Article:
I don't remember the first time I saw Superman. It feels like I've always known him, like I was born with the knowledge of Clark Kent and the Man of Steel, like the S-symbol was encoded into my DNA. Grant Morrison has pointed out that his origin is so well-known and so simple that it can be told in just eight words: "Doomed planet. Desperate scientists. Last hope. Kindly couple."
Today, 80 years after he first appeared on the cover of Action Comics #1, he remains one of the most popular fictional characters of all time. He's been adapted into every possible medium from books to film to TV to video games. He's generated untold billions in revenue. He's been plastered on everything from peanut butter to underwear. His shield is tattooed into people's skin. People love to say that Batman is cooler, but honestly, everyone really wishes they could fly. (And Batman vs. Superman? Please. Shortest fight in recorded history.)
Other people have complained that Superman is too boring, that he's got a superpower for everything, and so there's no drama in his stories. Worse, he's such a boy scout. He doesn't lie, or cheat, or murder anyone.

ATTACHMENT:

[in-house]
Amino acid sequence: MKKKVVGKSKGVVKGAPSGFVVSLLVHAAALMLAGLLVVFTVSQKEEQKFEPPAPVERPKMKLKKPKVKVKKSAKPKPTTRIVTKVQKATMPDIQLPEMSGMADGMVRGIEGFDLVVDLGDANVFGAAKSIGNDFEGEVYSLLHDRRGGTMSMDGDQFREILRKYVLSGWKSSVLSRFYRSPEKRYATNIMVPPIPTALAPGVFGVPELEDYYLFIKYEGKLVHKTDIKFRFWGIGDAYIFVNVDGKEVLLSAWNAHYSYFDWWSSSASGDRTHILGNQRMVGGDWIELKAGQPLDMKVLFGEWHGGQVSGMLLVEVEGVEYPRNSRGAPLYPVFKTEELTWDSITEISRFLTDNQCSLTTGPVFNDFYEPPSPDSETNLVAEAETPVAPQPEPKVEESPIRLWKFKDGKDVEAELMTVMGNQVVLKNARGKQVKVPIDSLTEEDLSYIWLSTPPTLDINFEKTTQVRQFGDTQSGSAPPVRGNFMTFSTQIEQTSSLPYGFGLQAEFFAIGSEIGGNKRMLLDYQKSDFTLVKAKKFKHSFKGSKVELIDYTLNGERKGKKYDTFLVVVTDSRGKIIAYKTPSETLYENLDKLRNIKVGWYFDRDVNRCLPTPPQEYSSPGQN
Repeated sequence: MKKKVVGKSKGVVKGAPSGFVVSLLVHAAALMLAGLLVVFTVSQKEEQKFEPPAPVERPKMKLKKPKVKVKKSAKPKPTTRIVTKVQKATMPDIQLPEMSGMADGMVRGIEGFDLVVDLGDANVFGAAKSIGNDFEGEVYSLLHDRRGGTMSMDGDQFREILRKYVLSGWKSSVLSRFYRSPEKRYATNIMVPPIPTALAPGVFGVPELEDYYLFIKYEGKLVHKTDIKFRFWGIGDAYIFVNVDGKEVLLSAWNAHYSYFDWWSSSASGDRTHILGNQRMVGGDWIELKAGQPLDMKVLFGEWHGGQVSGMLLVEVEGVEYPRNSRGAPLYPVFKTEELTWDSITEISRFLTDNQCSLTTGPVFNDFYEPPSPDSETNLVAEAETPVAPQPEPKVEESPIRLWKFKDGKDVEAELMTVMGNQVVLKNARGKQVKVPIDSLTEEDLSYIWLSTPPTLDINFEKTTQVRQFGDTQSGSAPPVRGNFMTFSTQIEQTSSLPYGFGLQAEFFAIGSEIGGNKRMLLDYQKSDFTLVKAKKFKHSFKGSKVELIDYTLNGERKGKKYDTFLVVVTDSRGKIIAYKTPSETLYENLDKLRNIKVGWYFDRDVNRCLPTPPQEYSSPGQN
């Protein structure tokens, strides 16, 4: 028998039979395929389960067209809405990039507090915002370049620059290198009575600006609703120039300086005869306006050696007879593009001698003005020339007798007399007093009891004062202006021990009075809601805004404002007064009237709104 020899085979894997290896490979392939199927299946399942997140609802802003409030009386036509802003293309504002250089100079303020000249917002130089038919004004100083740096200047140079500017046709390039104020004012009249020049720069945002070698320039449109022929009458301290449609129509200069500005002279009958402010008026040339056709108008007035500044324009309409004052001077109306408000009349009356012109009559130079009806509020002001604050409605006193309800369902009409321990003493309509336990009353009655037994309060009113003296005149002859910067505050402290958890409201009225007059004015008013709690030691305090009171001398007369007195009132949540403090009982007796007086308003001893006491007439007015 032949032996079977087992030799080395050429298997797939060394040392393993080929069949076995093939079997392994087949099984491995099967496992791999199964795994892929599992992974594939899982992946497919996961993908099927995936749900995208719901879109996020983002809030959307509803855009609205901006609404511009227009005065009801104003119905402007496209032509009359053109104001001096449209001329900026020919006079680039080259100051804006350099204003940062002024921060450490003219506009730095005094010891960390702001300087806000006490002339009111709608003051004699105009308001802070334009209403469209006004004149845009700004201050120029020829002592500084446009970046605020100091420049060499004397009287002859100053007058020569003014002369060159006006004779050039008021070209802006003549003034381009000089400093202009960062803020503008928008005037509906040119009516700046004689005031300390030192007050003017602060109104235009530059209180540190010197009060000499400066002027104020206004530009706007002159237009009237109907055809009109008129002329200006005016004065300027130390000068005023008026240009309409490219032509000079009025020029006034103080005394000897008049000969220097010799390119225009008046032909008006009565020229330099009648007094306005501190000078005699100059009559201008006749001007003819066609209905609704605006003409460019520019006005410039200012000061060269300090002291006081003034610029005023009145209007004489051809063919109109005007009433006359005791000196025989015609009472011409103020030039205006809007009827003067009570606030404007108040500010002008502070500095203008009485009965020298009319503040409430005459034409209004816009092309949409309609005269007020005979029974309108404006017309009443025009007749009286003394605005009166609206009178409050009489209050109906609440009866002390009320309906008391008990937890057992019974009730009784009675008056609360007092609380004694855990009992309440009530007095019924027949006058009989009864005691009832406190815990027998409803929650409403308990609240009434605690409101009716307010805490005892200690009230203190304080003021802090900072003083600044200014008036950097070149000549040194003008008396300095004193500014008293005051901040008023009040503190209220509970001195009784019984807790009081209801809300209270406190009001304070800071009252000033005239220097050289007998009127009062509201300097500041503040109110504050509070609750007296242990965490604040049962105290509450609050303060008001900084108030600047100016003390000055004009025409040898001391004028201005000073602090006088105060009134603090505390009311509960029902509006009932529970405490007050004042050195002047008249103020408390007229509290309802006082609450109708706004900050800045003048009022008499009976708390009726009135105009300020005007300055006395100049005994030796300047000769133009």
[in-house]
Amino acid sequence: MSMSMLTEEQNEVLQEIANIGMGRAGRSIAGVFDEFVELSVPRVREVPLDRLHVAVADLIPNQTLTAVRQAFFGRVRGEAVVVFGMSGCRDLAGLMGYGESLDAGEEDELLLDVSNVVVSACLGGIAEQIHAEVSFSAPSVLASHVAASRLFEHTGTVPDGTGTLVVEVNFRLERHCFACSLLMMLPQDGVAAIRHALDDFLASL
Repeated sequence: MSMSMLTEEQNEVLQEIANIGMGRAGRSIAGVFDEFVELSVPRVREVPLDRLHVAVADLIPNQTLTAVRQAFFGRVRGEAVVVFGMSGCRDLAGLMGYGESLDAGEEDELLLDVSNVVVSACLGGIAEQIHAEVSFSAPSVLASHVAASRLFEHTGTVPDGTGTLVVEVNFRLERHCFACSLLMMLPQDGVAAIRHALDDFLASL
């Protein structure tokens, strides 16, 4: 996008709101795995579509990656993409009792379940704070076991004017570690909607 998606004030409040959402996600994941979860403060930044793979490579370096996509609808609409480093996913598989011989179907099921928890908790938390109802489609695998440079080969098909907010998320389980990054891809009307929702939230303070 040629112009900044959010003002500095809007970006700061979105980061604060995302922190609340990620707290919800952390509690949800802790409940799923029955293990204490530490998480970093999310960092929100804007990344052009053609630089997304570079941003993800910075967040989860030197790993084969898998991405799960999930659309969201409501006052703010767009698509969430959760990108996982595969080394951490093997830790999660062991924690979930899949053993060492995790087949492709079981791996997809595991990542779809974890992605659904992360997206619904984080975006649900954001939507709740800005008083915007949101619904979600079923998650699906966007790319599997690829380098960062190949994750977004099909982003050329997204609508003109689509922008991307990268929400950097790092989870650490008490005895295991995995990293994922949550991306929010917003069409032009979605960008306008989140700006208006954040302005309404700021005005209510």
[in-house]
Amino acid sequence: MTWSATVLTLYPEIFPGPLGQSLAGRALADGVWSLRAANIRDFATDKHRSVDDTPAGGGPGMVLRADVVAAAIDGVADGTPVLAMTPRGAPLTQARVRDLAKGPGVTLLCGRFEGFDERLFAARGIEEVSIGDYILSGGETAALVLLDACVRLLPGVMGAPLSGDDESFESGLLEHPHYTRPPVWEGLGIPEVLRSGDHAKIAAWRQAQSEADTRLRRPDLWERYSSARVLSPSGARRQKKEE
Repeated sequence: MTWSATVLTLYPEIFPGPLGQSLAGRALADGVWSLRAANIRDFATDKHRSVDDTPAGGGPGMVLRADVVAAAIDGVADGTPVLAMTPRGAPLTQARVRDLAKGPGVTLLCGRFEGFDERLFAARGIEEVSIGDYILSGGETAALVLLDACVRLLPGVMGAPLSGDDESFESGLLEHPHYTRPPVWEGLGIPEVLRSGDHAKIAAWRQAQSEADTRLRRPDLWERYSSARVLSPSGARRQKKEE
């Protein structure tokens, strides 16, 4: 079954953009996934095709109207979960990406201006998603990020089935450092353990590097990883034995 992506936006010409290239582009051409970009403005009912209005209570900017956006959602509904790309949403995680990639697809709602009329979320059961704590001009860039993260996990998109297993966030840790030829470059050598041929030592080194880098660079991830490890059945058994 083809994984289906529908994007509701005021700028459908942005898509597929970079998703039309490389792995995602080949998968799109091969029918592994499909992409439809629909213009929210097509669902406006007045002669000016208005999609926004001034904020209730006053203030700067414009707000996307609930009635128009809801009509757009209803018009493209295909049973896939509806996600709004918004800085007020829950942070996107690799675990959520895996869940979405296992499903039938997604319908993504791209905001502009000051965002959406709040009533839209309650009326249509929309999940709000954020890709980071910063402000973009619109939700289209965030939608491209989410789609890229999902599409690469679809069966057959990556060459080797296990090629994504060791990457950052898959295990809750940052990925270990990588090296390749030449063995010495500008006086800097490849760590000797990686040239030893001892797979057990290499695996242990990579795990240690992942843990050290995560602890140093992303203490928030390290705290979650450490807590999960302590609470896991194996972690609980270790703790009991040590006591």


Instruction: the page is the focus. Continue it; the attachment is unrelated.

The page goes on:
But see, that's the secret. That's what makes Superman so enduringly popular, even now. Because his real superpower isn't flight, or invulnerability, or strength.
It's integrity. Despite having the power to make himself king, to crack the planet in half with a tantrum, or to burn everything he sees to ash, he chooses to help others. He chooses to do the right thing, no matter what. He humbles himself to lift other people up.
In other words, Superman's real superpower is being Superman.
I admit, it's been a rough couple of decades to be a smiling, optimistic hero. Superman was such a potent symbol during the first half of the 20th Century because he embodied the best hopes for the future. He came from a perfect world to make ours better. He really believed in justice for all. He wasn't made for dystopias.
But I am confident that Superman will soar again, no matter how many times we try to kill him. His other super-power is adaptation. There is something in him for every generation if we look hard enough. (These days, it's sort of fitting that Superman's arch-nemesis is a power-mad billionaire who puts his name on everything he owns. And that he was created by two geeky, Jewish kids from Cleveland.) There are still stories to tell.
I still love Superman, and I always will. Because he shows us how high we can rise, if we'll only look up.
Up in the sky.